June Manning Thomas is the Centennial Professor Emerita of Urban and Regional Planning at the University of Michigan’s Taubman College of Architecture and Urban Planning, where she also is the Mary Frances Berry Distinguished University Professor of Urban Planning. In 2003, she was inducted as a fellow in the American Institute of Certified Planners.
Thomas served as president of the Association of Collegiate Schools of Planning from 2013 to 2015 and was immediate past president from 2015 to 2016. Thomas writes about diversification of the planning profession, planning history, and social equity in neighborhoods and urban revitalization. Recent research explored the relationship between the concept of social equity and the civil rights movement, and examined the land-use reactions of community organizations to vacant land in Detroit. Her books include the co-edited Urban Planning and the African American Community: In the Shadows (Sage, 1996); Redevelopment and Race: Planning a Finer City in Postwar Detroit (Johns Hopkins University Press, 1997; second edition, Wayne State University Press, 2013); Planning Progress: Lessons from Shoghi Effendi (Association for Baha’i Studies, 1999); he co-edited The City after Abandonment (University of Pennsylvania Press, 2013); and the co-edited Mapping Detroit: Evolving Land Use Patterns and Connections (Wayne State University Press, 2015). Her latest book is the semi-autobiographical Struggling to Learn: An Intimate History of School Desegregation in South Carolina (University of So. Carolina Press, 2022).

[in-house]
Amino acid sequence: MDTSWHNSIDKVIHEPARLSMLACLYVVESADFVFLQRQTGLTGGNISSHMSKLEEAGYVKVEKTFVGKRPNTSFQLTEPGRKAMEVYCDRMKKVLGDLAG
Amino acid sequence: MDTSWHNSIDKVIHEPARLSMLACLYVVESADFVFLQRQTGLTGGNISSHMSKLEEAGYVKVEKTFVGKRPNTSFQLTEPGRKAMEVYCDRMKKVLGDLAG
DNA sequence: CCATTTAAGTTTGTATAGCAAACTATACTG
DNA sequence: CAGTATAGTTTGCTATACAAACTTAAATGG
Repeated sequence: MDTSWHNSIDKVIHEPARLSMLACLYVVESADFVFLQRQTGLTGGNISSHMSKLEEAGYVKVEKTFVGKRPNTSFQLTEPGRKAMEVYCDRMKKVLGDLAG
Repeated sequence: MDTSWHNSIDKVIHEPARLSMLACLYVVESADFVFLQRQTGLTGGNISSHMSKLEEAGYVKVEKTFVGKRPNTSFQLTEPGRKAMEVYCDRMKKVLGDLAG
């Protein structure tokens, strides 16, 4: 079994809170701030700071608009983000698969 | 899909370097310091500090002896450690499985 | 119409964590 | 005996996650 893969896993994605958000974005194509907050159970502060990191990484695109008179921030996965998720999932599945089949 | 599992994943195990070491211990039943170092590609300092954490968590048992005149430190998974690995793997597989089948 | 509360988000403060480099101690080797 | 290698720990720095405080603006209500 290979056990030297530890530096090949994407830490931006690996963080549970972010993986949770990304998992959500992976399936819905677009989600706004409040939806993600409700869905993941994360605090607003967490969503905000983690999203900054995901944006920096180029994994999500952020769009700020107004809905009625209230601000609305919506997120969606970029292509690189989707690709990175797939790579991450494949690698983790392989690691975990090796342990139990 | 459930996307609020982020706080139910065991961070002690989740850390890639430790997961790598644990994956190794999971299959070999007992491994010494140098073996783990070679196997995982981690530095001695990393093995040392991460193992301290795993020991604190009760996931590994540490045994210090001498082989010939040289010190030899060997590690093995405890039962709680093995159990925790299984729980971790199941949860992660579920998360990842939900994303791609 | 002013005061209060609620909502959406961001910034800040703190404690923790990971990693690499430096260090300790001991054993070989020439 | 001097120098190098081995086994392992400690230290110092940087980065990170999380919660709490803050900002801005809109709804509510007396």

She is the recipient of the Association of Collegiate Schools of Planning’s 1999 Paul Davidoff Award for her book, Redevelopment and Race. She previously was a professor at Michigan State University, where she developed statewide initiatives to link urban planning services on campus with community development needs in Michigan cities.
She received a PhD in urban and regional planning from the University of Michigan.